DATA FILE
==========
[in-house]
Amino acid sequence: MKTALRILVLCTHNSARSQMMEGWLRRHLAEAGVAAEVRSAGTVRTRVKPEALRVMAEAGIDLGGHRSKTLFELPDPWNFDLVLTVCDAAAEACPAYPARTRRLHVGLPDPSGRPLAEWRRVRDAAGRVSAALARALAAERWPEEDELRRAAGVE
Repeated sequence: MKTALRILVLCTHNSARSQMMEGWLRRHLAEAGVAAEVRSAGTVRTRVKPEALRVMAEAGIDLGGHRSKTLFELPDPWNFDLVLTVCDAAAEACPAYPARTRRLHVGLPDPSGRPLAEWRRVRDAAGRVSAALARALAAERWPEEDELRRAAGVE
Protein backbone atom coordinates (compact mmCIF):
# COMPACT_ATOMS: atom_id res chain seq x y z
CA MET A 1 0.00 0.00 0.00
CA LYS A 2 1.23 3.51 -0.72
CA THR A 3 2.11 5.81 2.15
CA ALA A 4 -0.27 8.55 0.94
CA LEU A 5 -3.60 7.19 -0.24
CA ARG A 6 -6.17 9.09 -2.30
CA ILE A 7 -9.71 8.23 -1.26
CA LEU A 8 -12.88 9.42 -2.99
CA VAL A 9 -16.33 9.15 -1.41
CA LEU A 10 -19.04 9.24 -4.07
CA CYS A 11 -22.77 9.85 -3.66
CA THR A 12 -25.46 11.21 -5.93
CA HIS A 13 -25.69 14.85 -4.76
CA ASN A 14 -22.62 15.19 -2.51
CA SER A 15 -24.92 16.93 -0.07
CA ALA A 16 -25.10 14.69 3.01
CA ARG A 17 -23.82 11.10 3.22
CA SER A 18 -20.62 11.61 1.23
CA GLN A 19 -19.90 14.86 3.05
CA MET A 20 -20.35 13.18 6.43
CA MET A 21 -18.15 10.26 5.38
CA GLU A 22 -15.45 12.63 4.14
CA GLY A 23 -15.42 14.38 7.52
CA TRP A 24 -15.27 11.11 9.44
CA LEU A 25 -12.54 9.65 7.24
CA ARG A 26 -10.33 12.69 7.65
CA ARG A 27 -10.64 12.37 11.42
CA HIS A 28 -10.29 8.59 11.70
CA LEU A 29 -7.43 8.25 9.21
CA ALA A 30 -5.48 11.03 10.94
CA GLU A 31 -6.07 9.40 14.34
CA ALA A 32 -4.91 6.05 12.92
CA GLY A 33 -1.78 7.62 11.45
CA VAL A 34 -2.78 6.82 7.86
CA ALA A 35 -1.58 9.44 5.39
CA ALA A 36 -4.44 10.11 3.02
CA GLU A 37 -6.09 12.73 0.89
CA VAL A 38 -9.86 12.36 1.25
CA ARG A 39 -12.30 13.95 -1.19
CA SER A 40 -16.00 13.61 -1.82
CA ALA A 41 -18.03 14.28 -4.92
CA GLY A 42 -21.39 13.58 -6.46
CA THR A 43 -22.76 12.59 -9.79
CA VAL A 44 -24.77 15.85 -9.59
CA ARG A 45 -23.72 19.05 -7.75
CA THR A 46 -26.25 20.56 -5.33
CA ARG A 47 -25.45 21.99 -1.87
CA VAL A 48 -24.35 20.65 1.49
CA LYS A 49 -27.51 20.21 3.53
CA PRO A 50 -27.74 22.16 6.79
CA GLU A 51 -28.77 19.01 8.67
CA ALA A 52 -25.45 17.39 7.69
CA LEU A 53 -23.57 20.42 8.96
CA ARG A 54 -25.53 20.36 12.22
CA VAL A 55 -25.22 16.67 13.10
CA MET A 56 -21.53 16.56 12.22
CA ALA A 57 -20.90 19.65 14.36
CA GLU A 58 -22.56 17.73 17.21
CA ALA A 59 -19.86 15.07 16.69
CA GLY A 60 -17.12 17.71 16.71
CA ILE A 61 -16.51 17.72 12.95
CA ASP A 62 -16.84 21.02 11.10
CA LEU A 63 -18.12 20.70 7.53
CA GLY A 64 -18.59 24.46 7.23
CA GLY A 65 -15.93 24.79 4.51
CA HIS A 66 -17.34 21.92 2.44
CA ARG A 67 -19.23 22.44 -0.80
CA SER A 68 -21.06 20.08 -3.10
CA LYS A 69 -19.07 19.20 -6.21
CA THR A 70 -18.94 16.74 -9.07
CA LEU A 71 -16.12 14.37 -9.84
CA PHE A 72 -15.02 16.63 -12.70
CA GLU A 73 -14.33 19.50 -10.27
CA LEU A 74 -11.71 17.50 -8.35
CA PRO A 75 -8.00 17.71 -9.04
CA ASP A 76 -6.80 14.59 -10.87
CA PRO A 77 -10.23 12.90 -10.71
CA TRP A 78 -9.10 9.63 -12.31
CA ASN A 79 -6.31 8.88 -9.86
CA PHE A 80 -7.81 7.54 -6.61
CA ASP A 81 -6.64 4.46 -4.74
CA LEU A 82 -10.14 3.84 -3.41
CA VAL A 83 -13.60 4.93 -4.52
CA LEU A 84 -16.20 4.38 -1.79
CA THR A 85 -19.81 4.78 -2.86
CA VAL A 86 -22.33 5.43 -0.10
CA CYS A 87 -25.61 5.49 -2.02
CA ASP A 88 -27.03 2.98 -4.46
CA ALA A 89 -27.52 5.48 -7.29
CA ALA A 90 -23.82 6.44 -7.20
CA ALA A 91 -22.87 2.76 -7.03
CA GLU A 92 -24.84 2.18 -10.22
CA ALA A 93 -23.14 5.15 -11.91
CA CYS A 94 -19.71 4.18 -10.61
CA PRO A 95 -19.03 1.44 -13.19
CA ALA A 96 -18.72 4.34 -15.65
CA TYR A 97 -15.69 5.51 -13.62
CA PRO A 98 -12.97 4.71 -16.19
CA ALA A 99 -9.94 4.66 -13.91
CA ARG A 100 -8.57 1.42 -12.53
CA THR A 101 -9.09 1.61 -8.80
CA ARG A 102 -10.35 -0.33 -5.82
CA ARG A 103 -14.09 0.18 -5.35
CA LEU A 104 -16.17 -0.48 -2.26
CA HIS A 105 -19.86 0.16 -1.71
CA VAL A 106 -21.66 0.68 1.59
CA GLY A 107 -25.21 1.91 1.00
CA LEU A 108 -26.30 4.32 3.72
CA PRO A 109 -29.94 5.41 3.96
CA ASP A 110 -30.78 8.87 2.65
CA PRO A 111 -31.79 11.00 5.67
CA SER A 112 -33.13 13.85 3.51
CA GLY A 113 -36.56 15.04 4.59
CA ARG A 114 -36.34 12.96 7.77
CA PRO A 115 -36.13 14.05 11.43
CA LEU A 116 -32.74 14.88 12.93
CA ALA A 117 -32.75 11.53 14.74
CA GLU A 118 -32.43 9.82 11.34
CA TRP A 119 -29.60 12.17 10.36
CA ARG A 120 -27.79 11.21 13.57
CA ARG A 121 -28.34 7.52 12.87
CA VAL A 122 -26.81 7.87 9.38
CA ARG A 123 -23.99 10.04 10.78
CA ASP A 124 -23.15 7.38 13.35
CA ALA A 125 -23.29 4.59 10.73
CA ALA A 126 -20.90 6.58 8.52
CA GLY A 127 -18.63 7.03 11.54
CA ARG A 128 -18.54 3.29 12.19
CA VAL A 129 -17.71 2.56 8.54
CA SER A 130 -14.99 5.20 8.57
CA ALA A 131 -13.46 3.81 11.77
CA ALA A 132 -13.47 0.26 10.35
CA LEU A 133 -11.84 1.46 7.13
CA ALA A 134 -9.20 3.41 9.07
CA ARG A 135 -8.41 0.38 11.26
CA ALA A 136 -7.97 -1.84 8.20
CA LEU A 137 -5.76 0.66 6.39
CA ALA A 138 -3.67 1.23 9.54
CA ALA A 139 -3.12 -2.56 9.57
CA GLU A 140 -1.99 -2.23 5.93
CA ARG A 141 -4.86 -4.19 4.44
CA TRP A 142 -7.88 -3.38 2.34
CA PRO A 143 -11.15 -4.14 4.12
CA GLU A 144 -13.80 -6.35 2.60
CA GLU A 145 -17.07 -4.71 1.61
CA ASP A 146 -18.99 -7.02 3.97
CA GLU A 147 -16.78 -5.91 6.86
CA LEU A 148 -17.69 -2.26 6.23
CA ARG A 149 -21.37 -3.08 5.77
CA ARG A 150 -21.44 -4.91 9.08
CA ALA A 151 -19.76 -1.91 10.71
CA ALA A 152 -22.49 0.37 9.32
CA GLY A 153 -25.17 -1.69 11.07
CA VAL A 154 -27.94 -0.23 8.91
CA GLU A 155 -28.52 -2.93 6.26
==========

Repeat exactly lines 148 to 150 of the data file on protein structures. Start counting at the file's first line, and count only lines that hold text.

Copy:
CA PRO A 143 -11.15 -4.14 4.12
CA GLU A 144 -13.80 -6.35 2.60
CA GLU A 145 -17.07 -4.71 1.61